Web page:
Posts Categorized: Tech

The Hype Market

It takes time, money, and other resources to execute on any new information technology initiative. In theory, there should be a return on investment for any new IT development. However, in the current market landscape, a lot of effort is being wasted on reinventing the wheel or misapplying solutions, rather than driving towards proving greater value to citizens and customers. The relatively low cost of experimentation and implementation of processes result in a fetishization of abstraction, leading to further and further complexity even if a proportional benefit is not achieved. (more…)

What I Wish I Had Known About Decoding The Law

After a little over three years of working on The State Decoded (and a bit less than that on Madison), I’ve learned quite a few things about the law.  The process of translating legal code into machine-readable data is not an easy one, but after thousands of hours working on this problem we’ve made some solid progress in automating it.

What follows are a few lessons about the law that I wish I’d known before starting, which may help other developers to make good decisions in open law and legislation projects. (more…)

Bootstrap Sass with rem instead of px for Vertical Typographical Rhythm

A huge number of sites use Bootstrap as a css framework these days. Using Bootstrap is even easier with the bootstrap-sass package, which uses SASS to allow developers to customize nearly every aspect of the framework. Unfortunately, the current version doesn’t support units other than pixels (px), so using percent, ems, or rems isn’t easy. It also is rather hard to establish a vertical grid for typography rhythm aside from the default, since so many values are hardcoded.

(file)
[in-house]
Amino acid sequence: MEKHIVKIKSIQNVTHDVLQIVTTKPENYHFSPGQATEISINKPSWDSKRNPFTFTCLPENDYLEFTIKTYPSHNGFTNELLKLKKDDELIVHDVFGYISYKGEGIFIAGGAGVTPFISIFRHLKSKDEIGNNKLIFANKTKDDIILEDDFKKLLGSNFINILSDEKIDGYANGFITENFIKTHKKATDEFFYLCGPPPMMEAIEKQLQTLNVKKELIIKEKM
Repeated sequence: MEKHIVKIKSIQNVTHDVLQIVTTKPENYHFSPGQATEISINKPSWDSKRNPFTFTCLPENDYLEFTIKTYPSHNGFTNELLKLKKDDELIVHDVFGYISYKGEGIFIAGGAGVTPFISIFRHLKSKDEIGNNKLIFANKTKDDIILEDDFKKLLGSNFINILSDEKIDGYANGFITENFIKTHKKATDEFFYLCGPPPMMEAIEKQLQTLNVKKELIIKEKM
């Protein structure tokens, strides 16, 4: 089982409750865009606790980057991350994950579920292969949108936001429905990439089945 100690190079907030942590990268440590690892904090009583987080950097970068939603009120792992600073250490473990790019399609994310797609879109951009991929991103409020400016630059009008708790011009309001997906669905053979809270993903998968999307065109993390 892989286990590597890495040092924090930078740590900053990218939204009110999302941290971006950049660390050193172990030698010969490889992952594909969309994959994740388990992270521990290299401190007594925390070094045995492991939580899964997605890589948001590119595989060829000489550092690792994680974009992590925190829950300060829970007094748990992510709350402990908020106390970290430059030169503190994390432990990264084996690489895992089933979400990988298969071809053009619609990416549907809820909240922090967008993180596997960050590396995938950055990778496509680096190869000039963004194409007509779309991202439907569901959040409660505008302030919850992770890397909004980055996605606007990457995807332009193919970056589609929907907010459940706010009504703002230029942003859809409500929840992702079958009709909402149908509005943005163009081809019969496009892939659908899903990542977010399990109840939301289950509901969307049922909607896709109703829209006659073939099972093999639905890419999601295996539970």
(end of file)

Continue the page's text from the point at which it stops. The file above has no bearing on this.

To solve this, I’ve created a boilerplate that overrides the problematic aspects of bootstrap-sass to allow the easy use of rems as well as setting up a solid vertical rhythm. We’re using this right now on our redesigned Madison project! (more…)

Managing Data with Unix Tools

Most Unix systems (including OS X) provide a large number of fantastic tools for manipulating data right out of the box.  If you have been writing small Python/Ruby/Node scripts to perform transformations or just to manage your data, you’ll probably find that there are already tools written to do what you want.

Let me start with the conclusion first. The next time you have to transform or manipulate your data, look around for what Unix tools already exist first.  It might take you a little longer to figure out all of the flags and parameters you need, and you’ll have to dig through some unfriendly documentation, but you’ll have a new, far more flexible tool in your toolbox the next time around.

This is part 3 of a series on Unix tools. (more…)